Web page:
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When we think about non-hermitian systems, the physical meaning of the eigenvalue of $H$ seems hard to be understood directly as the energy of the system.

In other words, if we experimentally measure a non-hermitian system, can we still measure energy levels? Is the energy level at this time related to the real part of the eigenvalue of $H$?

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  • $\begingroup$ Generally, for quantum system, this means that time reversal invariance does not hold. Anyway, there are some non-hermitian Hamiltonian admitting real eigenvalues and this is an active area of research. $\endgroup$ – Jon Nov 21 '19 at 15:02
  • $\begingroup$ @Jon Give me one example such kind hamiltonian. $\endgroup$ – baponkar Nov 21 '19 at 16:58
  • $\begingroup$ Check e.g. arxiv.org/abs/1203.6590 but a search by Carl Bender on arxiv will give you a lot of results about this matter. These are the so called ${\cal PT}$ invariant Hamiltonians. $\endgroup$ – Jon Nov 21 '19 at 17:24
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If a Hamiltonian is hermitian then its eigenvalues are real (and we deduce they are observable) and its eigenstates are complete (form a basis in the relevant Hilbert space).

In general, a non-hermitian Hamiltonian will not have real eigenvalues and as such we would not propose being able to observe / measure a "complex energy." However, as Jon points out, there are some non-Hermitian Hamiltonians that have real eigenvalues in which case there is nothing to stop us from interpreting the eigenvalues as measurable energies. On the other hand, time evolution would be non-unitary, which is usually taken as a desirable property of quantum mechanics.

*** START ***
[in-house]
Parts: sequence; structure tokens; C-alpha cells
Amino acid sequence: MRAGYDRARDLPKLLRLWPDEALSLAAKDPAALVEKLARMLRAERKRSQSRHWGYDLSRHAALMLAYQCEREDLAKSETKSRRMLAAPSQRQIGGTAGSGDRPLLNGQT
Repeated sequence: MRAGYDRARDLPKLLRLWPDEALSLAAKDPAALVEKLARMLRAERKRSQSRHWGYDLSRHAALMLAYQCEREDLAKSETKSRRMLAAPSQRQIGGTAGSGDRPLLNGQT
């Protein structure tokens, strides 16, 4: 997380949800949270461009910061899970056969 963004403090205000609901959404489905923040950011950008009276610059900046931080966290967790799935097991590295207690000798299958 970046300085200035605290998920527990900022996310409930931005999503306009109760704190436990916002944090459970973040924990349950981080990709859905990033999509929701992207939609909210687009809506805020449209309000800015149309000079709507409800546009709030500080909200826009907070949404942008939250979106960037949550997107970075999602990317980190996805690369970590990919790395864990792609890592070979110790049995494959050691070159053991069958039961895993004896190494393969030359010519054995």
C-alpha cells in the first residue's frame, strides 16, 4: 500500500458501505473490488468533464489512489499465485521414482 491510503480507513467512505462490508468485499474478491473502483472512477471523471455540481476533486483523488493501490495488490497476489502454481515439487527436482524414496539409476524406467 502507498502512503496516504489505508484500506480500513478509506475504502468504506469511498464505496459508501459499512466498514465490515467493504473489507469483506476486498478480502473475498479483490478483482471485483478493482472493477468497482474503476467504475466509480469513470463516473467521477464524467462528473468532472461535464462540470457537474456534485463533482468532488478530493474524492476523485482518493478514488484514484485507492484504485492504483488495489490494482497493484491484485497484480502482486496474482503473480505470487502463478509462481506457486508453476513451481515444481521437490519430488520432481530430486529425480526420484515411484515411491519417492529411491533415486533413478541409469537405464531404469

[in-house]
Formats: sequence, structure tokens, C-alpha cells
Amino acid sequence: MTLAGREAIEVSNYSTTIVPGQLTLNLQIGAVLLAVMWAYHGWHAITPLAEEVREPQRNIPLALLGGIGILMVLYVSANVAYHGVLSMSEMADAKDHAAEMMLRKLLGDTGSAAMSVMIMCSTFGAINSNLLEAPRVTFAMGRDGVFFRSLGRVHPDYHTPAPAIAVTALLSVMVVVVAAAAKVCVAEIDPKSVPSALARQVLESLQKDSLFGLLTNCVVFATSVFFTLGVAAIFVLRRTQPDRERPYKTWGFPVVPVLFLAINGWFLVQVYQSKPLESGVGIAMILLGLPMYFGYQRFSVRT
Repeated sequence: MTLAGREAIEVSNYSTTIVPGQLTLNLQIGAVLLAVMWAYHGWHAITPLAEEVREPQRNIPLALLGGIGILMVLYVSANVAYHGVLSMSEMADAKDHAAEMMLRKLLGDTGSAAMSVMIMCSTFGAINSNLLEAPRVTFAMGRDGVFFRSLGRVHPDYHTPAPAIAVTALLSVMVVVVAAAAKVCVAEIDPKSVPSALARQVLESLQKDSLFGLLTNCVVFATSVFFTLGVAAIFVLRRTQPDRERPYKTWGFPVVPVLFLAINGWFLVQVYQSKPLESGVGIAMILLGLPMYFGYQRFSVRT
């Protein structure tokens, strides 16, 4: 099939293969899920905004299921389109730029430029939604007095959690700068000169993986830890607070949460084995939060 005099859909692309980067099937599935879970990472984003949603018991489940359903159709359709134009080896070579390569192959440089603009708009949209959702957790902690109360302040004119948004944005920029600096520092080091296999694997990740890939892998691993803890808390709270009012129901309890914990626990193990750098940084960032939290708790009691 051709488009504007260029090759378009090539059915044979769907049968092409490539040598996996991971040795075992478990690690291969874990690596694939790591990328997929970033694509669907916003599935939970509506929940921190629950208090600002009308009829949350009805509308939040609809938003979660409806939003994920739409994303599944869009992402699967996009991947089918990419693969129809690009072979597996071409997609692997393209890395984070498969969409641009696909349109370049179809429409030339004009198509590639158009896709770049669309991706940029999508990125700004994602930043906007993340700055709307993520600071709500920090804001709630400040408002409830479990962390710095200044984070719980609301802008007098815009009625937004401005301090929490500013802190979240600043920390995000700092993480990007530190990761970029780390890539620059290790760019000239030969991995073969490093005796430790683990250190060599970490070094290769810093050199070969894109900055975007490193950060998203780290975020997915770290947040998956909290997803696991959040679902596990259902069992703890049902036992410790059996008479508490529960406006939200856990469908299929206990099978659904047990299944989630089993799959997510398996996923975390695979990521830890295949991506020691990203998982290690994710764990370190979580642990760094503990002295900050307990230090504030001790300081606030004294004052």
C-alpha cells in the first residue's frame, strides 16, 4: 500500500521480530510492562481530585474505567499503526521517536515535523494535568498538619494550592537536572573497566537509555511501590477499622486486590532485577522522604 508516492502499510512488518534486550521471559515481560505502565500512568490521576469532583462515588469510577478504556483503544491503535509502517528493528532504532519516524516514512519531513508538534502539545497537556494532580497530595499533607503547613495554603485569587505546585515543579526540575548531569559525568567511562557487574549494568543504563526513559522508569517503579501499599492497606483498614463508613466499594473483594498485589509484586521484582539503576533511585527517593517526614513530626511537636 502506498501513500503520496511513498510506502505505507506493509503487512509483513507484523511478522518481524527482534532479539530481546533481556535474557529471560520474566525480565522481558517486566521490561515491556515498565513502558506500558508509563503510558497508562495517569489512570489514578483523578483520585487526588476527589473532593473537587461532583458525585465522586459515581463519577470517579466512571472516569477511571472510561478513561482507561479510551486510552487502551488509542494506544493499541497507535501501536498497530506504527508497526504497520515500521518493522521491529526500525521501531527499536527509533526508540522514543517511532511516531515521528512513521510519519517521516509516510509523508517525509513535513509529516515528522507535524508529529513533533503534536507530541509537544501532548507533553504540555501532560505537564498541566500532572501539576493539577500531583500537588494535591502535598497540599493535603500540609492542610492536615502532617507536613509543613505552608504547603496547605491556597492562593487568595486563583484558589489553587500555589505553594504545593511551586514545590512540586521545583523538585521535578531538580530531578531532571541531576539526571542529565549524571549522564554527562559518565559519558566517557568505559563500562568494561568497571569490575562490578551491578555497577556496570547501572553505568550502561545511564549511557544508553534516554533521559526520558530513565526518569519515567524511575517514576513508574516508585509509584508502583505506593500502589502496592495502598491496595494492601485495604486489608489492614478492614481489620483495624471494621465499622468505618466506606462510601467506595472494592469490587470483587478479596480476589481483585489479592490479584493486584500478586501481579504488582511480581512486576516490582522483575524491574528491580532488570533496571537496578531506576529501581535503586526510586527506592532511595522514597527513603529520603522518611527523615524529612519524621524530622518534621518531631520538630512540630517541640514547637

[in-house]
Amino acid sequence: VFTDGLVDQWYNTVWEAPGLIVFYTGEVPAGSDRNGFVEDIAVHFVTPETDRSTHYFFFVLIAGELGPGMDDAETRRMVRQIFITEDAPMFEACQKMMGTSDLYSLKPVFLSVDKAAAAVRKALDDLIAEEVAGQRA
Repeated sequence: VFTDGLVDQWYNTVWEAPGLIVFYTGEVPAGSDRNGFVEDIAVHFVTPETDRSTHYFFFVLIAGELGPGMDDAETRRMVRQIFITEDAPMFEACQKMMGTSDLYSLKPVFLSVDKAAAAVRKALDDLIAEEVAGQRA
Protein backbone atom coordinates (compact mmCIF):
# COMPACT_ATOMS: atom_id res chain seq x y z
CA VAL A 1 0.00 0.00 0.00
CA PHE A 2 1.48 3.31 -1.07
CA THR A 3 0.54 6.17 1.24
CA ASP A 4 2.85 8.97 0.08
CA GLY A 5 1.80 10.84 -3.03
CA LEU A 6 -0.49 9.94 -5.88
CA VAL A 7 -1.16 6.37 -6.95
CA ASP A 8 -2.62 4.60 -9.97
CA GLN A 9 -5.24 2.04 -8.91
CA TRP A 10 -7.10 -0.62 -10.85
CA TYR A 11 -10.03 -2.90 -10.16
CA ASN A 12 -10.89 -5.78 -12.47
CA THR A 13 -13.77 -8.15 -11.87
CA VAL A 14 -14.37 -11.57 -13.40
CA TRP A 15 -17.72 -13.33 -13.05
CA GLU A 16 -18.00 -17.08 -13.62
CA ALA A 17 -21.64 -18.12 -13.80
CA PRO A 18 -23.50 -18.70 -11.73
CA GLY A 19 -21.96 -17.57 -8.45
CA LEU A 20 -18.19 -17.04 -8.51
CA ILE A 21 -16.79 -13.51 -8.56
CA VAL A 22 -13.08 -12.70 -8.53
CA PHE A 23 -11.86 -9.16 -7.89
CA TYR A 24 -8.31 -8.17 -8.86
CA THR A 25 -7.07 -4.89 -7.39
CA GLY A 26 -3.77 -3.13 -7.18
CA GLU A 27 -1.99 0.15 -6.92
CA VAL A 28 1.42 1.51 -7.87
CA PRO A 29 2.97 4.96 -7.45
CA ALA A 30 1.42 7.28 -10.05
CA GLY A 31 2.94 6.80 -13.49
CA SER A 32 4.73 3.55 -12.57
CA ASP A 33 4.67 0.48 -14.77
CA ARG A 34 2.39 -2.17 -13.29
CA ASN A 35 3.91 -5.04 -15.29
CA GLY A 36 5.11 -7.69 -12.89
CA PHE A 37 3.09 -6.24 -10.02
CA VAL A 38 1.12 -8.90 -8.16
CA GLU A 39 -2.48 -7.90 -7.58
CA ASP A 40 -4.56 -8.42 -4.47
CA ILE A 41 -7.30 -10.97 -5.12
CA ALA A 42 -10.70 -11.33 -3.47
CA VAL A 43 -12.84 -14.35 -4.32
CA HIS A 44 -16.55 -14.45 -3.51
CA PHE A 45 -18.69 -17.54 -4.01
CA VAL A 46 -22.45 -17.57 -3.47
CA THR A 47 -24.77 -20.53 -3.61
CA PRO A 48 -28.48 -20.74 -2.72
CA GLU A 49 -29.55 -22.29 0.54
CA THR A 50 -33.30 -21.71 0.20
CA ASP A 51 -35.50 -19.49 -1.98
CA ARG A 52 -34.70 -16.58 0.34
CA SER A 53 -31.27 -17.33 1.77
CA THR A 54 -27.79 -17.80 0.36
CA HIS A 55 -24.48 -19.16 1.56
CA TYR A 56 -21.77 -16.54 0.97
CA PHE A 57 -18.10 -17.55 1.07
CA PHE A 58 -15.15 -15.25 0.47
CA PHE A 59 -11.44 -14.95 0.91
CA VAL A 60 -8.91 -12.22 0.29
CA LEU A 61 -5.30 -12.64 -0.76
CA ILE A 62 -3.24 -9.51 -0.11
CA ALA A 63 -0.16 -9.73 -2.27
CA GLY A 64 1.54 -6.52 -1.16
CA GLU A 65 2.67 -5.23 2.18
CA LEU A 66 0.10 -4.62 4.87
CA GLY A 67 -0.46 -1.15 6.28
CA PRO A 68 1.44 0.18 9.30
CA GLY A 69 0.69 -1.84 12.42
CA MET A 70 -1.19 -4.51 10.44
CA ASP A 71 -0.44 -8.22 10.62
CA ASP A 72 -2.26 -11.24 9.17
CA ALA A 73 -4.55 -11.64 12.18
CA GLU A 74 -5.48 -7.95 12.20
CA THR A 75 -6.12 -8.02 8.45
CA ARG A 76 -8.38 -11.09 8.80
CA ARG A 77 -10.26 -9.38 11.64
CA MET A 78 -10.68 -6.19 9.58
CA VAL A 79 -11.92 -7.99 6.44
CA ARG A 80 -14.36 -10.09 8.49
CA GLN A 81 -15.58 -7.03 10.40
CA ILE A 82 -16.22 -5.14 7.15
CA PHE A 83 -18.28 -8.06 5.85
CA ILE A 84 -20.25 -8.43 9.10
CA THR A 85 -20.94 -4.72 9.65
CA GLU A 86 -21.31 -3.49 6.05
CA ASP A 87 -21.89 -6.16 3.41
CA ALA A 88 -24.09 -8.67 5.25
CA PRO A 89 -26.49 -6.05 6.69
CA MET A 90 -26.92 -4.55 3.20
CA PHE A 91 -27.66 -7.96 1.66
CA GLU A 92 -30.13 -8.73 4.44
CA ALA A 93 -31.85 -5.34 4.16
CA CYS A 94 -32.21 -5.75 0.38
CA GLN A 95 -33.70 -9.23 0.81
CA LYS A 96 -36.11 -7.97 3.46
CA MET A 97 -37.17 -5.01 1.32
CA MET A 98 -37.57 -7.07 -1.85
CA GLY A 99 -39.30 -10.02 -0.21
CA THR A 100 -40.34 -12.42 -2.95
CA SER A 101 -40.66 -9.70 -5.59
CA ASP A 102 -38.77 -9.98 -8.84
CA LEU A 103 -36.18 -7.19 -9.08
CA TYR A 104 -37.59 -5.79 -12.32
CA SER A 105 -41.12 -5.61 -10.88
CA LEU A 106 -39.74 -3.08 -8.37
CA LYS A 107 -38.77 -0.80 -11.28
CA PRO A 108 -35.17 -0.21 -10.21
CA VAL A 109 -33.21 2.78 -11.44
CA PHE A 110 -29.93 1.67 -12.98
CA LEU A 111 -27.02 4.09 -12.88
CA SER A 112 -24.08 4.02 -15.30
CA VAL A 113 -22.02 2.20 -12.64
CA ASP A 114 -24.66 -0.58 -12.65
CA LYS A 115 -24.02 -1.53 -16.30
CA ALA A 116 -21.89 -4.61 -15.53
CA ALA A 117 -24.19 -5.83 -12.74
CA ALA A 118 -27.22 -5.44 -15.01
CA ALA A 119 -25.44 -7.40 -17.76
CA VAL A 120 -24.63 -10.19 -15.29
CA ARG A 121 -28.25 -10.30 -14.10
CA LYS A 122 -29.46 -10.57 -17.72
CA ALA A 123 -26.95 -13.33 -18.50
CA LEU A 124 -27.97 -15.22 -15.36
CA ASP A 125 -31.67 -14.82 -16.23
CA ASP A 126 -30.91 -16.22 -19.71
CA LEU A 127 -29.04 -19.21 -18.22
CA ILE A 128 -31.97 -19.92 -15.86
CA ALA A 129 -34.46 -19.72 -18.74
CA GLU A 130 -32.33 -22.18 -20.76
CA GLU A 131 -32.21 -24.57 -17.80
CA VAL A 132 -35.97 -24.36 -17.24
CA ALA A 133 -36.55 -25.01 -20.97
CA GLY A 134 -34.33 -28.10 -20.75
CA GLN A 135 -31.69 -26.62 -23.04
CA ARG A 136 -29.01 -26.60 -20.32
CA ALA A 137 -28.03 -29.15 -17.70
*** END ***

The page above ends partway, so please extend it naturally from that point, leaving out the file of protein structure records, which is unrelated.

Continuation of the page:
However, the spectral theorem that informs us that the eigenstates of self-adjoint operators are complete would no longer apply, so it's not clear to me that such Hamiltonians are "useful" -- how would you decompose an arbitrary state into a linear combination (superposition) of eigenstates of the Hamiltonian? In any case, it is an ongoing line of research; in my institute we had two talks by external visitors on this work in the past 18 months....

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  • $\begingroup$ Thank you very much for your answer. What I'm most curious about is, in a dissipated system, the dissipated part is reflected in the imaginary part of the energy, but can the dissipated system also have PT symmetry? $\endgroup$ – xingsh xu Jan 6 at 7:57
  • $\begingroup$ That's a good question, but I think it should be submitted as a separate question here - it wasn't mentioned in your initial post! One thing I will say is that the probability current (and even the normalisation of states) may not be conserved with an imaginary part. If you do post a new question please don't forget to accept my answer here before moving on, assuming you're happy with it :-) $\endgroup$ – lux Jan 6 at 14:29

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